The Information Superhighway
Traders Magazine, February 2004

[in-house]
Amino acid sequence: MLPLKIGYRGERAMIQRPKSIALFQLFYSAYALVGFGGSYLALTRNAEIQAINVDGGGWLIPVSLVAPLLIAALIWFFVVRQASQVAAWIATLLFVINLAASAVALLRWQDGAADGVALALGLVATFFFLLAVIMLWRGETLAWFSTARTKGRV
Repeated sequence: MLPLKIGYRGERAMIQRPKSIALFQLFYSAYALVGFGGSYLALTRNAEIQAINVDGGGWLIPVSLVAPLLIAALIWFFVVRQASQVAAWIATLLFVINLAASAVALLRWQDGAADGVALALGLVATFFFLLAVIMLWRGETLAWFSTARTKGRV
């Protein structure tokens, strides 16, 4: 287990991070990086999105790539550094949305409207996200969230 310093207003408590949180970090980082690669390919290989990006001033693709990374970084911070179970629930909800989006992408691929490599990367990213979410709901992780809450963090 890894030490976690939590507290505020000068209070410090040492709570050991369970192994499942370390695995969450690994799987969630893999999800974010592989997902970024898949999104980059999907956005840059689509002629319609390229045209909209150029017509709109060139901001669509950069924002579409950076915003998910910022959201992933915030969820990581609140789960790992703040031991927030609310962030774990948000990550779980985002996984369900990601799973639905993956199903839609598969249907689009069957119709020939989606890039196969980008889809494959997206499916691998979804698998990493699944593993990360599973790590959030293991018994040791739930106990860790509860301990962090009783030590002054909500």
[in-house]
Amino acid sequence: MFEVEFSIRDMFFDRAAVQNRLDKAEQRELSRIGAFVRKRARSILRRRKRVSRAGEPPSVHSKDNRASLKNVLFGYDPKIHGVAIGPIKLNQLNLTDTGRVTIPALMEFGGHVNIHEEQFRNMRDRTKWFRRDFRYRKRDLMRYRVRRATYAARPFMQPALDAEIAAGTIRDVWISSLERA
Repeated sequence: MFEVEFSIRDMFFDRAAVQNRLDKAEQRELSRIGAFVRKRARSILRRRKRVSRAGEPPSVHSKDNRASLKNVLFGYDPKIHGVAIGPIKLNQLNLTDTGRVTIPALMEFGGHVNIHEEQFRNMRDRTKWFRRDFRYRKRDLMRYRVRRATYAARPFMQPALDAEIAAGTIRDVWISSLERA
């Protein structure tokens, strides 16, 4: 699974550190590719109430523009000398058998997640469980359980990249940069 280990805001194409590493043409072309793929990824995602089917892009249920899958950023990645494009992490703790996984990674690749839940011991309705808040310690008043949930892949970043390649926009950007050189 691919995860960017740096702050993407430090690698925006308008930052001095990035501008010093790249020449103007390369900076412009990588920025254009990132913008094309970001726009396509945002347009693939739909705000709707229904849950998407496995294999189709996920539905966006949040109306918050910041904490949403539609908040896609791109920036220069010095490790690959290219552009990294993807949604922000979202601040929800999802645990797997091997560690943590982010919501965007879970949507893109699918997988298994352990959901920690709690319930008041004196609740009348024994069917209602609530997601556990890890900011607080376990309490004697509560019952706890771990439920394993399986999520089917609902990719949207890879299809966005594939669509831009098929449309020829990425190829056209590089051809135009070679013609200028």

How fast is fast? Ten seconds? One second? A millisecond? In the modern world there is probably no acceptable definition of superfast, or even realtime, because in the modern world it is, surely, technologically possible to move a split second faster? Confused? Then wait until you start reading the Securities and Exchange Commission's latest reform proposals on market structure. These are, of course, the infamous proposals on trade through, access fees, market data and sub-penny pricing. The most far-reaching is the trade through plan. Under this proposal, a so-called fast market with a stock order could bypass a slow market when the slow market is posting a superior price for that stock. That's as long as the fast market is within one to five cents of the best price. The speed at which fast markets can accept and execute an order today - and respond to various standards of best execution - is at the heart of the latest gut-wrenching debate on market structure. Superfast ECNs, as you know, bitterly complain that orders for listed stocks constantly get sidelined at the NYSE, which frequently posts better prices than most of its competitors. The orders are sidelined because the NYSE usually can hold up executions for some 30 seconds - sometimes longer. By then, a market could have moved against an ECN investor's order, potentially leaving it unfilled. On the surface, it sounds unfair to an ECN order. Unsurprisingly, the SEC has stepped in to level - or unlevel - the playing field again.